How common is twin-to-twin transfusion syndrome?

About 6% to 15% of identical twin pregnancies involve twin-to-twin transfusion syndrome.


Symptoms and Causes

What causes twin-to-twin transfusion syndrome?

In typical pregnancies involving identical twins, both fetuses equally share the nutrient- and oxygen-rich blood from the placenta. The blood vessels in the placenta connect so that each twin receives the same amount of blood. As a result, both twins develop at more or less the same rate within their separate amniotic sacs.

Twin-to-twin transfusion syndrome occurs when the blood vessels in the placenta connect in a way that prohibits even blood flow between twins. It’s unclear what causes the faulty connection. Still, it results in one twin receiving too little blood and the other receiving too much blood.

What are the symptoms of twin-to-twin transfusion syndrome?

Twin-to-twin transfusion syndrome doesn’t involve traditional symptoms in the way that many conditions do. Instead, you’ll receive a diagnosis based on findings from a prenatal ultrasound.


Diagnosis and Tests

How is twin-to-twin transfusion syndrome diagnosed?

Your healthcare provider may discover TTTS during a routine prenatal ultrasound. During your exam, your healthcare provider may notice that one of your twins has a larger amniotic sac than the other twin. A Doppler ultrasound can show irregularities in the blood flow between twins and also help with the diagnosis. Fetal echocardiography (echo) can allow your provider to assess each twin’s heartbeat, which helps with diagnosis, too.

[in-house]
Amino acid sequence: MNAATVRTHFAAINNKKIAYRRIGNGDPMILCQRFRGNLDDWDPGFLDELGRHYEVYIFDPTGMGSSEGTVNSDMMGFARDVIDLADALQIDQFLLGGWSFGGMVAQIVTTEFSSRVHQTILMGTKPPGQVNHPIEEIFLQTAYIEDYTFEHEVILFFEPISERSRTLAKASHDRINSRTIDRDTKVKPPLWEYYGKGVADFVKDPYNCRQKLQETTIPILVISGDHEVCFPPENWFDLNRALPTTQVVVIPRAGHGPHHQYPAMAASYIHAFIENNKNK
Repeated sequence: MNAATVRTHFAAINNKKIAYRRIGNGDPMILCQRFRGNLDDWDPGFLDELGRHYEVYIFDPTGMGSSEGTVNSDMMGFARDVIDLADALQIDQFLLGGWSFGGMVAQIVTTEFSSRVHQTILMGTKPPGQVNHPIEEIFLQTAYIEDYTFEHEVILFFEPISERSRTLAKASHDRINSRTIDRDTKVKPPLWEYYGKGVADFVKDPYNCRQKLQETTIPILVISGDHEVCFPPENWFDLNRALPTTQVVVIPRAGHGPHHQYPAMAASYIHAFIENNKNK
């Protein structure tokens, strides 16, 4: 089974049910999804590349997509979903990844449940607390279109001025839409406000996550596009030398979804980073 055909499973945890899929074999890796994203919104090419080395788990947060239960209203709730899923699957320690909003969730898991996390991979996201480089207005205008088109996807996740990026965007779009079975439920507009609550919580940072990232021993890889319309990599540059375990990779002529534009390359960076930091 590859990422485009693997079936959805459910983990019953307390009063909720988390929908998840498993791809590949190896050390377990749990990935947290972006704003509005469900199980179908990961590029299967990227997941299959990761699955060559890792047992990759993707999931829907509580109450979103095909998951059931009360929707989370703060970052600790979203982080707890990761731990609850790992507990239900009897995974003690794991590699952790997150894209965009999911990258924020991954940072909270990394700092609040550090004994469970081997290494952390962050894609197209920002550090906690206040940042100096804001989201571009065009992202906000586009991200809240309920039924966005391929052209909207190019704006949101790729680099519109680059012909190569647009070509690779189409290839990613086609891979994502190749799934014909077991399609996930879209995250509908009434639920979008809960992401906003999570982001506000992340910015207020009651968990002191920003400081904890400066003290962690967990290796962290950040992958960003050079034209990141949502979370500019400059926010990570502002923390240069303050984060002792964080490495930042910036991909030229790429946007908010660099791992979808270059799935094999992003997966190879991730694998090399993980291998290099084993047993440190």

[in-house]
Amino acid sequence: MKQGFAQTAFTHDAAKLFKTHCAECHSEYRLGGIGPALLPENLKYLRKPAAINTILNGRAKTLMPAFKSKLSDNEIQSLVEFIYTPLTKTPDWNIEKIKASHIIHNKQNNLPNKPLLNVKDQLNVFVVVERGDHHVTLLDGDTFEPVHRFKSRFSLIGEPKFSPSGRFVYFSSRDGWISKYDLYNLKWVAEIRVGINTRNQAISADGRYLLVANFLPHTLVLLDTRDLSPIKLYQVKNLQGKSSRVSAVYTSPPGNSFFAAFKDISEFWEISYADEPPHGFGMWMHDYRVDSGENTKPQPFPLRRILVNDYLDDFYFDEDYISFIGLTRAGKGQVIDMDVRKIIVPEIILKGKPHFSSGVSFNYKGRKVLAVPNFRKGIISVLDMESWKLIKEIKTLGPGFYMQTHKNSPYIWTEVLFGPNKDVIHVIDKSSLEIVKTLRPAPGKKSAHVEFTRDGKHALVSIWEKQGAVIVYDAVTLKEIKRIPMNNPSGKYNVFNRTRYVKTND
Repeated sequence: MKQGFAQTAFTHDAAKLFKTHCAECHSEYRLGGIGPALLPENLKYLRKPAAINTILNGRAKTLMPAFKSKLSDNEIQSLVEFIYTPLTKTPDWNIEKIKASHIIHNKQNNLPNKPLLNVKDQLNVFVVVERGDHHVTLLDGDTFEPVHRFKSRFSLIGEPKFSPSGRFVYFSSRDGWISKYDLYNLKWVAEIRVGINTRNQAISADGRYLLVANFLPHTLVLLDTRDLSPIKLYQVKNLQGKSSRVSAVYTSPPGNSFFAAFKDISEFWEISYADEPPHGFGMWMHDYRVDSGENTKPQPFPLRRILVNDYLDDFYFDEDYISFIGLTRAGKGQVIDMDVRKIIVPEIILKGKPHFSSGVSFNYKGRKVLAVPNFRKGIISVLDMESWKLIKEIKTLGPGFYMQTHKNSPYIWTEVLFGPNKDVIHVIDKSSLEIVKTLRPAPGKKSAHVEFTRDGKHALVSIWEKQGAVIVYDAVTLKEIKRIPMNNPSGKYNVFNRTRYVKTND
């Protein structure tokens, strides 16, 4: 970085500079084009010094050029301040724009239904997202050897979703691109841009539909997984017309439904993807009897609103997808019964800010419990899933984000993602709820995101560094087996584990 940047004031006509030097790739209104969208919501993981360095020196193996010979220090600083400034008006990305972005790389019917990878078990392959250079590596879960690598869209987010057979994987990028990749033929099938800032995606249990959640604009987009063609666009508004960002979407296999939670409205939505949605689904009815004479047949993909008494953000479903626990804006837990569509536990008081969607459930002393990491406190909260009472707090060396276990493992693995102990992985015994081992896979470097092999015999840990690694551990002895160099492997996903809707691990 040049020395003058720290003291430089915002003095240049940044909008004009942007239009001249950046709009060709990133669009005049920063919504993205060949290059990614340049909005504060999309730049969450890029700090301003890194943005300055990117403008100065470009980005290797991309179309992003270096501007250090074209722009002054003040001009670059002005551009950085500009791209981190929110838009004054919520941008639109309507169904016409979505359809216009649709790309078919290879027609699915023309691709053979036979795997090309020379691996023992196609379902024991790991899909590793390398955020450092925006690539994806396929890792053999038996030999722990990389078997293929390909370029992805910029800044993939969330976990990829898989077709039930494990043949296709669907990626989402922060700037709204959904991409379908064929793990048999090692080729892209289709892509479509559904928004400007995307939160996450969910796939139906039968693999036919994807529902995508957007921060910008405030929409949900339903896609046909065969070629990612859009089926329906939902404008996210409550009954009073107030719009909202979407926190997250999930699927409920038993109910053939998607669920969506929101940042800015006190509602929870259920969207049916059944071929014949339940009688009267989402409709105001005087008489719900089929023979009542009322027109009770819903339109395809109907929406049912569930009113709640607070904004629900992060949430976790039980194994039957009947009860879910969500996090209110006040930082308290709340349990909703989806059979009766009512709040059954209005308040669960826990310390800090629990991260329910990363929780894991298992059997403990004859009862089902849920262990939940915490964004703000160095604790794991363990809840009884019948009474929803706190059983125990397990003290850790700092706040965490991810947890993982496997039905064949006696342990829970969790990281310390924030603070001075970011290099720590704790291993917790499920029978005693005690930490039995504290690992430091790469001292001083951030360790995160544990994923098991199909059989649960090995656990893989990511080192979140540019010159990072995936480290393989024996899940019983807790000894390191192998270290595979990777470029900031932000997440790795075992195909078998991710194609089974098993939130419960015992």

Your provider may request a fetal MRI or contact a maternal-fetal medicine specialist to help confirm a TTTS diagnosis. A maternal-fetal specialist can do additional tests to assess each twin’s blood flow, bladder function, and amount of amniotic fluid.

Your provider will also assess your health. The increase in amniotic fluid from the recipient twin can cause your uterus to get bigger and your cervix to shorten. These changes can lead to preterm labor.

What are the stages of TTTS?

Part of your diagnosis involves assessing the severity of your condition. The Quintero staging system allows your provider to determine how much your TTTS has progressed so that they can recommend the best treatment options.

Quintero staging system